The costs
The cost of an assessment test depends on the nature and design of the tool, whether it will require customization, what technology will be used, recruiter training, and the number of candidates to be addressed. For common jobs that don't require highly specialized skills, you can set up a simple but effective "off the shelf" assessment system for less than $20,000.

On the other hand, according to Handler, a highly tailored, validated, Web-enabled assessment system can easily exceed $500,000 in development and deployment costs. But when used to support high-volume or high-impact positions, these kinds of systems can quickly return the initial investment through increased employee performance, tenure, and staffing efficiency.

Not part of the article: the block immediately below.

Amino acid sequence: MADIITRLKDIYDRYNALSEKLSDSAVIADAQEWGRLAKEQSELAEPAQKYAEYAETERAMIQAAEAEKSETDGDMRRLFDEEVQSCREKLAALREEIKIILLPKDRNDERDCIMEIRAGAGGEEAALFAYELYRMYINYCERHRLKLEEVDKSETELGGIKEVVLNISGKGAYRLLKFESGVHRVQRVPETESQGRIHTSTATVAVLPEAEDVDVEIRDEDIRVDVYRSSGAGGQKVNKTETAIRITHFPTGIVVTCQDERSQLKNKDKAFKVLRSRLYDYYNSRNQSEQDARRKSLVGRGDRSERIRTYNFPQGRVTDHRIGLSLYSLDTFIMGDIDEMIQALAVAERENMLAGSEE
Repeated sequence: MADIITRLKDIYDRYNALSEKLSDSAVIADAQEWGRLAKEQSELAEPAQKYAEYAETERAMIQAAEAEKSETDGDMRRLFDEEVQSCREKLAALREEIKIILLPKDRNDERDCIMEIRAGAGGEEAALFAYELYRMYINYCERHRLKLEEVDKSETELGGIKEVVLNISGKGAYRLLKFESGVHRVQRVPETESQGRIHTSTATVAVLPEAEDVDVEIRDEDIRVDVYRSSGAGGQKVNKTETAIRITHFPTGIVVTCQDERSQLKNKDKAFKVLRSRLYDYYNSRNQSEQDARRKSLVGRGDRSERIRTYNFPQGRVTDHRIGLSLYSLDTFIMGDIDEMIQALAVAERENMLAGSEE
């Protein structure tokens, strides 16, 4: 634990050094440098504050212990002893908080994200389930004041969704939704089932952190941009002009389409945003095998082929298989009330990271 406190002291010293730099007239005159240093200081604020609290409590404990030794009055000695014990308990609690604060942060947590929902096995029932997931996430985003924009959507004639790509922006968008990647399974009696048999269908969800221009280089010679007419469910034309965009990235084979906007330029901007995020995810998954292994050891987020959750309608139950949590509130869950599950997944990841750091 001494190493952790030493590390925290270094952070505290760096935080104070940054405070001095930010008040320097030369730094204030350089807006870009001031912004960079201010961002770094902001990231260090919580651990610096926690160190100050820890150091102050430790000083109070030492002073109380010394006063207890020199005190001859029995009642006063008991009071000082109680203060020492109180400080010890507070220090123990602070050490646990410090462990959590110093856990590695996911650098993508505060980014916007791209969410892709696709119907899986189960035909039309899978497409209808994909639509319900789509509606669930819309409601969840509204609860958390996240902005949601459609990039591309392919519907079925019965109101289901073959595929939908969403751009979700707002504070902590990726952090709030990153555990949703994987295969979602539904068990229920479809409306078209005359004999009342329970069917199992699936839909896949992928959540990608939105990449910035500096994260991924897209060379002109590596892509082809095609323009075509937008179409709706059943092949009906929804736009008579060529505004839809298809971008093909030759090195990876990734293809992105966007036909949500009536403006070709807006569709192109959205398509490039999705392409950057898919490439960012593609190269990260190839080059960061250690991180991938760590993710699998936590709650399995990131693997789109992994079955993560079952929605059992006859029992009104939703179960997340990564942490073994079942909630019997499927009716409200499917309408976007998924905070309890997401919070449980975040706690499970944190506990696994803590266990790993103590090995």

Employers can also use employee assessments to take advantage of the strengths of existing staff members. Having behavioral information on hand can enable managers to assign tasks that are matched to certain behavioral styles. When an employee is best suited for the type of work he is assigned, he'll be happier. And that's another factor that decreases turnover and its associated costs.

The next article in this series will cover how assessments can increase a team's productivity and how to roll them out to your employees.

 

About

Toni Bowers is Managing Editor of TechRepublic and is the award-winning blogger of the Career Management blog. She has edited newsletters, books, and web sites pertaining to software, IT career, and IT management issues.